Fort Snelling

A Closer Look

You can learn more about the history of Fort Snelling at the Fort Snelling Historic Site, Minnesota Historical Society.

Can you imagine life at Fort Snelling in 1862?

Following the Dakota War in August, 1862, all Indians, no matter what their role in the war, were held captive. They were initially imprisoned at the Redwood Agency, where trials were held and 303 Dakota were sentenced to death. On November 7, all those who were not condemned were ordered to march to Fort Snelling. Almost 2000 Indians and mixed-blood settlers were forced to march for six days to get to the Fort. Taopi was one of only 40 or 50 men on the march. In some places, settlers still angry about the war attacked the four-mile train of prisoners.

This is how one artist imagined the scene inside the Fort Snelling prison in 1863.
This is how one artist imagined the scene inside the Fort Snelling prison in 1863. Drawing by W.H. Childs. Courtesy of the Minnesota Historical Society.

Read the following accounts of this time. How are they alike? How are they different? What is the viewpoint of each person?

Gabriel Renville, a mixed blood Farmer Indian.
Good Star Woman, eight years old at the time of the war.
Harriet Bishop McConkey, Minnesota’s first schoolteacher.
Historian Mark Diedrich


Gabriel Renville, a mixed blood Farmer Indian raised as a Dakota, gave this account sometime before he died in 1892:

“The friendly Indians and their families, and the families of the prisoners, on their way to Fort Snelling, passed through Henderson, at which place the whites were very much angered and threw stones at the Indians, hitting some of them, and pulled the shawls and blankets off the women, and abused them much. But they finally got through the town without any one being killed... a fence was built on the south side of the fort and close to it. We all moved into the inclosure, but we were so crowded and confined that an epidemic broke out among us and children were dying day and night...”

(Through Dakota Eyes, p. 234)

Good Star Woman was eight years old at the time of the war. In the 1930s, she told Francis Densmore about that time. Densmore wrote down her story:

A child captive. This boy lived in the Fort Snelling camp in 1863. Photo courtesy of the Minnesota Historical Society.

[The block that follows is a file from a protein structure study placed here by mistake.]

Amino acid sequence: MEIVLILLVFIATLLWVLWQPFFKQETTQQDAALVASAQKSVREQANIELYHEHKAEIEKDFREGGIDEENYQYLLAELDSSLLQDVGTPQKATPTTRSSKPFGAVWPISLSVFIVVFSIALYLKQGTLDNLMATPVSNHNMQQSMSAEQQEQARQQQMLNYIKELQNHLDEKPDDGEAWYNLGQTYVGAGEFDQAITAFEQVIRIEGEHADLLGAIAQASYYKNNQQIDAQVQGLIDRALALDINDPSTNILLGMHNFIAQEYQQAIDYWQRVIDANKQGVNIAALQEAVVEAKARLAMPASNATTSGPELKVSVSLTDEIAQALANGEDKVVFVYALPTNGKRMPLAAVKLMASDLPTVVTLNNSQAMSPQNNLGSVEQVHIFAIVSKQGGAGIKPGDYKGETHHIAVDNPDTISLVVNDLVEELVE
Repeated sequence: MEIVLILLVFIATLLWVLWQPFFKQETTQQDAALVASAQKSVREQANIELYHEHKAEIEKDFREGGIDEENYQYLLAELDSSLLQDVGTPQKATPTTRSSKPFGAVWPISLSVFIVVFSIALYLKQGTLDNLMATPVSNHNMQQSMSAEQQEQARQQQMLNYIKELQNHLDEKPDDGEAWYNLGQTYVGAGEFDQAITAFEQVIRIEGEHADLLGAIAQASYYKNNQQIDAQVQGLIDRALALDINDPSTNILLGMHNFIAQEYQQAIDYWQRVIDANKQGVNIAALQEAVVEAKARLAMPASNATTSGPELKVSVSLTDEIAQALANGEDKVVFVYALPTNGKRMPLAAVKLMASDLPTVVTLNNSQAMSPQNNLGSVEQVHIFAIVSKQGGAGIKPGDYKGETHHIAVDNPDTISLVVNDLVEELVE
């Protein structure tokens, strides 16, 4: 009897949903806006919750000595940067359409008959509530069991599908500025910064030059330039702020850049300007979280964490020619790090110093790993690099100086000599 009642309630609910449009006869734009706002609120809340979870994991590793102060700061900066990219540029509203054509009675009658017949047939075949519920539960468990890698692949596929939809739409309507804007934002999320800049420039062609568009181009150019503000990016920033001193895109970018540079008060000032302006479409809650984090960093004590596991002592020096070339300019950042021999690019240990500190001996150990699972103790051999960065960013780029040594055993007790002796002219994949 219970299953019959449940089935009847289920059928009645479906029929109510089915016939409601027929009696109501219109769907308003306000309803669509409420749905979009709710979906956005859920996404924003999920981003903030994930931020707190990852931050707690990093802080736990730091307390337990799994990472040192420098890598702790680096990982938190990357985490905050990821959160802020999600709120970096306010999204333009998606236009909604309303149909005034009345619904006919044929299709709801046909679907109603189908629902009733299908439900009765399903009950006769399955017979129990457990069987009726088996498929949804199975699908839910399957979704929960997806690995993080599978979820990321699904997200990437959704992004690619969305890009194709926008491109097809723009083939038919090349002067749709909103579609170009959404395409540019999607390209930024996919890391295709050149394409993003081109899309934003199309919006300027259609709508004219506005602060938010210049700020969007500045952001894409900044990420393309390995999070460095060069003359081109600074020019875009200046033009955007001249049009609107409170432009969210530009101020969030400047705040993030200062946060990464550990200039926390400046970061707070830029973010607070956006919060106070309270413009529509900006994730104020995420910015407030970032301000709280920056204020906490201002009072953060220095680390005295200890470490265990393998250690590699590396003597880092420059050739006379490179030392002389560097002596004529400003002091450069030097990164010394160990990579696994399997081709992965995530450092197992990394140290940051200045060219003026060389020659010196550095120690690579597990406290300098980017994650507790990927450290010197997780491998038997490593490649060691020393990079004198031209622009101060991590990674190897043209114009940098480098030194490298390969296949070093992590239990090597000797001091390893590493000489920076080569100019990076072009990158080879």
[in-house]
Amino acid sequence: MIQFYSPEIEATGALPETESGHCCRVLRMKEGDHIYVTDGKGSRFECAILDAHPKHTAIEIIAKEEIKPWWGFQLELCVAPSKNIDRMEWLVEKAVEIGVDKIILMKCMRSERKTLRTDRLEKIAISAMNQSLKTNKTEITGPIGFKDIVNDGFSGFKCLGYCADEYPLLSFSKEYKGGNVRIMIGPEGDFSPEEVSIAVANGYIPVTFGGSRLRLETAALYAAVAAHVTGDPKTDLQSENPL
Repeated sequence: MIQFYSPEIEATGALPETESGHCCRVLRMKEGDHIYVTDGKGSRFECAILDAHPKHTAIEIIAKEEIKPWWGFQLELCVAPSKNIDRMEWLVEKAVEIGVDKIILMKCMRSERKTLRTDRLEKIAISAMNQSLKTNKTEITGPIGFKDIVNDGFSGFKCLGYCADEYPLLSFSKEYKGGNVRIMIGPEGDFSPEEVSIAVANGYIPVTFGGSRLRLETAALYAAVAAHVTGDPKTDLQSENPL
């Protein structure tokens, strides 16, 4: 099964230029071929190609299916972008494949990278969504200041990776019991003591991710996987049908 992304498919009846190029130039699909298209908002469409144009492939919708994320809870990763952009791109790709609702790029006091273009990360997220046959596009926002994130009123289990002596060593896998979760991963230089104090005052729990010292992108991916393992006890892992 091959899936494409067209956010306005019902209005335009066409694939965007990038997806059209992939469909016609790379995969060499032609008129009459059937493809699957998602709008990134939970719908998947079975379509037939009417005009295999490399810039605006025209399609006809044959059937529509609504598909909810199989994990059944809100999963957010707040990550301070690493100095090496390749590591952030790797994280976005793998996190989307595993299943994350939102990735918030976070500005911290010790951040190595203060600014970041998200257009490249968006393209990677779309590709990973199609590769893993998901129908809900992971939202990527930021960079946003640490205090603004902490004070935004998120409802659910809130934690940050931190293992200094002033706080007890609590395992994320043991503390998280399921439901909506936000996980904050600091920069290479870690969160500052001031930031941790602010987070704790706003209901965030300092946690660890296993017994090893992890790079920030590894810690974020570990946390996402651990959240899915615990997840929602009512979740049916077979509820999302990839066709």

"At last the pitiful column of friendly Sioux reached Fort Snelling. A high fence was put around their camp, but settlers came and took their horses and oxen. They were provided with food. The soldiers drove a wagon among the tents and gave crackers to the children and bread to the older people. Measles broke out, and the Indians thought the disease was caused by the strange food. This was the first time they ever had the disease. All the children had measles and one of her sisters died. Sometimes 20 to 50 died in a day and were buried in a long trench, the old, large people underneath and the children on top. A Roman Catholic priest brought a box for each body and put them in the trench until spring, then he ‘buried them right.’”

(Through Dakota Eyes, p 264)

Harriet Bishop McConkey

Harriet was the first schoolteacher in Minnesota. She visited the encampment. She did not think it was fair that the government was spending money to house and feed the Indians when the widows and orphans of those killed during the war were getting no help from the government. She said the prison camp was “disgustingly filthy,” because “the streets were the receptacles of all the offal of the lodges, where barefooted women and children splashed around.”

(Diedrich, Old Betsey, p. 67)

Tepees of the imprisoned Dakota in the Fort Snelling enclosure, November, 1862. Tepees of the imprisoned Dakota in the Fort Snelling enclosure, November, 1862. Photo by Benjamin Franklin Upton. Courtesy of the Minnesota Historical Society .


Historian Mark Diedrich:

“At Fort Snelling the Dakota were quartered in an immense picket fence. Their lodges were erected with streets, alleys, and a public square. Anti-Indian sentiment was so strong that soldiers paraded within and without the encampment to protect as much as guard them. Even so, one Dakota woman was killed by soldiers during a target practice. One newspaper evidently saw this as a homicide rather than an accident: ‘We doubt not but that there will be a great many such accidents if Abraham [Lincoln] don’t consent to let them swing.’ On December 2, 1862 a census was taken of the Dakota camp. Taopi’s band was numbered at 214 people.”

(Diedrich, Old Betsey, p. 67)


Alexander Faribault

Faribault's French House
Fur Trade
Making the Town Grow
Site of the Bluffs
Trading Post

Mary Whipple

Bed Bugs
Divinity Students
Emma and Eva Havens
Emma Willard School
Eva's Death
Hastings to Faribault
Hawaiian Fever
Letter of August 25, 1862
Longed to Travel
Mary's Wedding
Sandwich Islands
Soap to Sausages
Some Clothing
Sound of Bells


Big Woods
Fort Snelling
Saving Others
When it Started

Henry Whipple

Back Home
Bad Teeth
East to School
Gull Lake
Loved to Fish
Six Children
Time of Crisis
Treatment of Indians
Youngest Child

Home | Alexander Faribault | Mary Whipple | Taopi | Bishop Henry Whipple |
A Closer Look | Land Treaties | Settling the Town | U.S. Dakota War
Audio Theatre | Monument Masters | About This Site
©2003 City of Faribault Heritage Preservation Commission | Information for Teachers